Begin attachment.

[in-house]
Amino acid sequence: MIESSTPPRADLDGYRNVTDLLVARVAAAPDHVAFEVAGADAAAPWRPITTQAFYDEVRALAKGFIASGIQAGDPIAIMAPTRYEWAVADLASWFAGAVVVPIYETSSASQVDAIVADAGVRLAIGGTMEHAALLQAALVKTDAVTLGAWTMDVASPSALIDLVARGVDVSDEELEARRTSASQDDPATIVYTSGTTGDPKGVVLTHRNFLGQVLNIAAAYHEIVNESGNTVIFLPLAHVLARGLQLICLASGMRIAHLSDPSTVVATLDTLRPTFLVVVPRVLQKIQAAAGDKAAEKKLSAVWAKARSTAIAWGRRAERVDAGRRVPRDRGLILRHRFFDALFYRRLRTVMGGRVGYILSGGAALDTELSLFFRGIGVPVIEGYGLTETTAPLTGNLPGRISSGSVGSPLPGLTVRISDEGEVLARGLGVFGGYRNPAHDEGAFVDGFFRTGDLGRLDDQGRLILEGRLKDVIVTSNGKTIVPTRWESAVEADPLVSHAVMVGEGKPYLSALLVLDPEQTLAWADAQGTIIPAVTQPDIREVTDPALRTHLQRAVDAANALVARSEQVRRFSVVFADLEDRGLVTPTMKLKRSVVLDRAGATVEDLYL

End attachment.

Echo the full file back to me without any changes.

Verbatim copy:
[in-house]
Amino acid sequence: MIESSTPPRADLDGYRNVTDLLVARVAAAPDHVAFEVAGADAAAPWRPITTQAFYDEVRALAKGFIASGIQAGDPIAIMAPTRYEWAVADLASWFAGAVVVPIYETSSASQVDAIVADAGVRLAIGGTMEHAALLQAALVKTDAVTLGAWTMDVASPSALIDLVARGVDVSDEELEARRTSASQDDPATIVYTSGTTGDPKGVVLTHRNFLGQVLNIAAAYHEIVNESGNTVIFLPLAHVLARGLQLICLASGMRIAHLSDPSTVVATLDTLRPTFLVVVPRVLQKIQAAAGDKAAEKKLSAVWAKARSTAIAWGRRAERVDAGRRVPRDRGLILRHRFFDALFYRRLRTVMGGRVGYILSGGAALDTELSLFFRGIGVPVIEGYGLTETTAPLTGNLPGRISSGSVGSPLPGLTVRISDEGEVLARGLGVFGGYRNPAHDEGAFVDGFFRTGDLGRLDDQGRLILEGRLKDVIVTSNGKTIVPTRWESAVEADPLVSHAVMVGEGKPYLSALLVLDPEQTLAWADAQGTIIPAVTQPDIREVTDPALRTHLQRAVDAANALVARSEQVRRFSVVFADLEDRGLVTPTMKLKRSVVLDRAGATVEDLYL